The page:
Do not put up with Toxic work cultures. Even though Canada thrives on the principles of equity diversity and inclusion, it is not immune to toxicity in some work cultures. If you realize that your workplace is hindering your growth in any way, shun your comfort zone; it’s time for a new job! 

If you are the boss, set a good precedent, not a toxic one.

Do not tolerate harassment. Period. We have said enough. 

Be aware of your rights as an employee: Do not make the mistake of not educating yourself regarding your rights as an employee. This will help you avoid exploitation and legal implications at work.

Key takeaway: Select your next job by researching the organization and knowing your rights with your employer. Lastly, set up boundaries.

4. Do not let Imposter syndrome get to you. 

‘Karen has been growing swiftly in her career; getting accolades and quick promotions. But deep down within her, there is a voice that always tells her that she doesn’t deserve this. She dreads the day others too will discover her incompetence and fraudulence…’ 

This might strike a chord with many women in STEM. Imposter syndrome is real, it sneaks up on you and can affect every aspect of your career. Unsurprisingly, statistics show that women suffer from imposter syndrome more than men. Could it be because women do not have many role models to look up to and realize that their competence is not unprecedented? We can only hope to find out in the future, with more women role models around.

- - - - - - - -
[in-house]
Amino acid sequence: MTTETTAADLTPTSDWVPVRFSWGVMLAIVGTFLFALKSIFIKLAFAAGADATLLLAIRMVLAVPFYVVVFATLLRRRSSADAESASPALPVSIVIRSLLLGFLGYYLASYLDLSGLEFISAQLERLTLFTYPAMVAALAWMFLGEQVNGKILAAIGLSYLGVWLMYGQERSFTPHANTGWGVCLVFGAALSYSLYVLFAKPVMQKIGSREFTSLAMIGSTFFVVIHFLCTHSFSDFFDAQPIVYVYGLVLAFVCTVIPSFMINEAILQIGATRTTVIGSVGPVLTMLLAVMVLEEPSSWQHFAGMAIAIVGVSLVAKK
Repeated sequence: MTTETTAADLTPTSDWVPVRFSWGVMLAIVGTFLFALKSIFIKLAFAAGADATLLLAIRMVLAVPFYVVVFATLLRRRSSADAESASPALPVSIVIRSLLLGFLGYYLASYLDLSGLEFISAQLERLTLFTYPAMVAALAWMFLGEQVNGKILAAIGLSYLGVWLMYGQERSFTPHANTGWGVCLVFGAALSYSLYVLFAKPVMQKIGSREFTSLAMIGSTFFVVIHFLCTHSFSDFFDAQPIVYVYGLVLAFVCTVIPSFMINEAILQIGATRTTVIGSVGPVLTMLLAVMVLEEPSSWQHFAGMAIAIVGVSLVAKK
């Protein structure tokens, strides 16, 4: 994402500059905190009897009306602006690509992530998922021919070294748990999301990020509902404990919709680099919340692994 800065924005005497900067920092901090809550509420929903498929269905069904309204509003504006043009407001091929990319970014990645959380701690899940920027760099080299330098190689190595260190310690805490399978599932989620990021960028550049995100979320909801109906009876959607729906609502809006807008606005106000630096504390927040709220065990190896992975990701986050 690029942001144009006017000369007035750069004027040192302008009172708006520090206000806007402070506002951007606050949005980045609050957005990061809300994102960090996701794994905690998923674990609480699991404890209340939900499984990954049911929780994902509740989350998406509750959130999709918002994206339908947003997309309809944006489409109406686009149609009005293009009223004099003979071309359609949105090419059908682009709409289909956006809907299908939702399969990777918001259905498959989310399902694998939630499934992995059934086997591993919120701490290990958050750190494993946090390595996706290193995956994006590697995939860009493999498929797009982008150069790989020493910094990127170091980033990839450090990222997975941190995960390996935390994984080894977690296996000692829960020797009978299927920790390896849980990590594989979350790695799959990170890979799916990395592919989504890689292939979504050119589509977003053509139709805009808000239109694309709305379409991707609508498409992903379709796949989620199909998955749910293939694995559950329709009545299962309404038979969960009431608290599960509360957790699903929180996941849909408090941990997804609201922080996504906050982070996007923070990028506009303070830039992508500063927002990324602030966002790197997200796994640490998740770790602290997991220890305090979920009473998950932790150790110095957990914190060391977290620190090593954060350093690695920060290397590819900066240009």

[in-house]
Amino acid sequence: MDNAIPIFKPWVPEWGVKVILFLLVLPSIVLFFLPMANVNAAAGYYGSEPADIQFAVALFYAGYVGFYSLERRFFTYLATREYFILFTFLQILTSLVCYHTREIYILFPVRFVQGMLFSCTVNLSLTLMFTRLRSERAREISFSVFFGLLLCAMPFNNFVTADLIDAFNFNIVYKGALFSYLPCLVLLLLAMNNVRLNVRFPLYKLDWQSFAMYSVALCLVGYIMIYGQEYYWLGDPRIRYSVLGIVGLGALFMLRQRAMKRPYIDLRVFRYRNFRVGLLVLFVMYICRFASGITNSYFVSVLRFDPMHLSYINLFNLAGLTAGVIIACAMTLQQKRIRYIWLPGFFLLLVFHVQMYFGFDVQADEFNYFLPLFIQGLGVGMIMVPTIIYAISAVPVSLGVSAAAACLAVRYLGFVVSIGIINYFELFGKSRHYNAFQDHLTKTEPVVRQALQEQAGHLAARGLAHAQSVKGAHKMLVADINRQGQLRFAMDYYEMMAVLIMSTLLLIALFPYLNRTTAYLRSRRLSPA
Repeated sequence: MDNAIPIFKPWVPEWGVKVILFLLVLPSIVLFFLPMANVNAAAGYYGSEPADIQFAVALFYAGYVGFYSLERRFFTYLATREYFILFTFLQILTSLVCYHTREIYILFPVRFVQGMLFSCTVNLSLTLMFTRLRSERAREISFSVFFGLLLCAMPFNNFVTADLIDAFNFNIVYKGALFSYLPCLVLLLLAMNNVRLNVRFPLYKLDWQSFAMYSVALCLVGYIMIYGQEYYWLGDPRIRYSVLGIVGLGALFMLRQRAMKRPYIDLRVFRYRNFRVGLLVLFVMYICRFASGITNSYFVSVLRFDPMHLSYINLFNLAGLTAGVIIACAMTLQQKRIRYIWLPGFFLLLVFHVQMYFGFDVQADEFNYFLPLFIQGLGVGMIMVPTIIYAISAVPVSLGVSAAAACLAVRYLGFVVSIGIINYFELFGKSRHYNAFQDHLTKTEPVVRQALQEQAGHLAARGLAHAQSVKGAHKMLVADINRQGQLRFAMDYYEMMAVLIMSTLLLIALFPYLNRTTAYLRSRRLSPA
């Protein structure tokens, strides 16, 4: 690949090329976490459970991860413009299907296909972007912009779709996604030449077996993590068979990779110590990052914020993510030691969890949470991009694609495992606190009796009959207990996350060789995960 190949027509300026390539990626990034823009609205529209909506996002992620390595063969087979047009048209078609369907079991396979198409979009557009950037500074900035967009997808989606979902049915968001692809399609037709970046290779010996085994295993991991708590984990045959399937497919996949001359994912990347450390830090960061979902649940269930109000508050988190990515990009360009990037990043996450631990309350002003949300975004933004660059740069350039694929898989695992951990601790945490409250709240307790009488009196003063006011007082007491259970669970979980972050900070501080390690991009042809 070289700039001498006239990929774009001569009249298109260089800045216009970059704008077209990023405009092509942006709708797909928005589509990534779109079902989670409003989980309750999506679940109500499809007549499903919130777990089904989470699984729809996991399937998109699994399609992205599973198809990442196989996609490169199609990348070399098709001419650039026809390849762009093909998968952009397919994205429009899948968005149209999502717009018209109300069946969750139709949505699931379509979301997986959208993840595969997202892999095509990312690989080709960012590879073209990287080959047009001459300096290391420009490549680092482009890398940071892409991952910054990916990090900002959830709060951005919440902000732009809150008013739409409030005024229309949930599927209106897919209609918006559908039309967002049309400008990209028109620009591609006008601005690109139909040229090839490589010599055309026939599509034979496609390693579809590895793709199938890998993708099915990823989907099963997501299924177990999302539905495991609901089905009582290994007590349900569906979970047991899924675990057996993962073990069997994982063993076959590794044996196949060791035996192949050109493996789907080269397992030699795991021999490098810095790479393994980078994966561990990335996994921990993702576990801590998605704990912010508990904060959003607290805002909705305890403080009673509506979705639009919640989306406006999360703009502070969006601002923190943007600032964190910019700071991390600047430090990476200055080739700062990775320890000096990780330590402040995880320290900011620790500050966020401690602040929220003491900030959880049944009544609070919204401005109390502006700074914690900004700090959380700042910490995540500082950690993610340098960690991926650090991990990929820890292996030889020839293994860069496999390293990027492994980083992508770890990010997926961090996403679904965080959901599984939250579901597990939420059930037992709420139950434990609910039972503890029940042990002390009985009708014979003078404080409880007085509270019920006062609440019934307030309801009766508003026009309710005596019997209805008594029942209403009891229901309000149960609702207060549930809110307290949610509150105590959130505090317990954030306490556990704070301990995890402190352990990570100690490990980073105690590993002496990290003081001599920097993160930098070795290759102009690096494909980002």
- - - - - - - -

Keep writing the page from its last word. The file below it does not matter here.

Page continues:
Know your strengths and focus on them. You have got this far with your hard work and perseverance, remember that and be kind to yourself. 

Find women role models who have achieved a similar career trajectory. If there are no female role models in your career path, try to become one! Look up to the women who have achieved what you aim to and achieve and set a new precedent! 

Find mentors who have your best interests in mind and learn from them.

Celebrate your accomplishments: Women traditionally shy away from sharing professional awards for the fear of being perceived as braggarts. Indeed, it is a fine line, so tread carefully. But share your accomplishments! This is another way to network more and attract collaborations. 

Key takeaway: Believe in yourself. Your achievements are not fluke or happy accidents.

5- Avoid developing Queen-Bee syndrome: 

We know what a struggle it has been to get to where you are and that you deserve to be recognized for your work. However, that does not mean that there is a scarcity of space on the stage. 

Take the lead when needed and give others the opportunity at other times. Be there to support.

Key takeaway: Share the successes of your female peers, because their success is yours as well! 


You are in for a long bumpy road, filled with closed doors, frustrations, achievements and as many highs as there are lows. To be able to survive, surround yourself with likeminded people who have been where you are. It takes a village to grow, and that with the international and immigrant woman in the Canadian STEM sector is small. Hold on and hold on tight! 

Was there anything in here that you never heard of before? 

Equal contributions by Aniesha, Muna and Pooja Shree.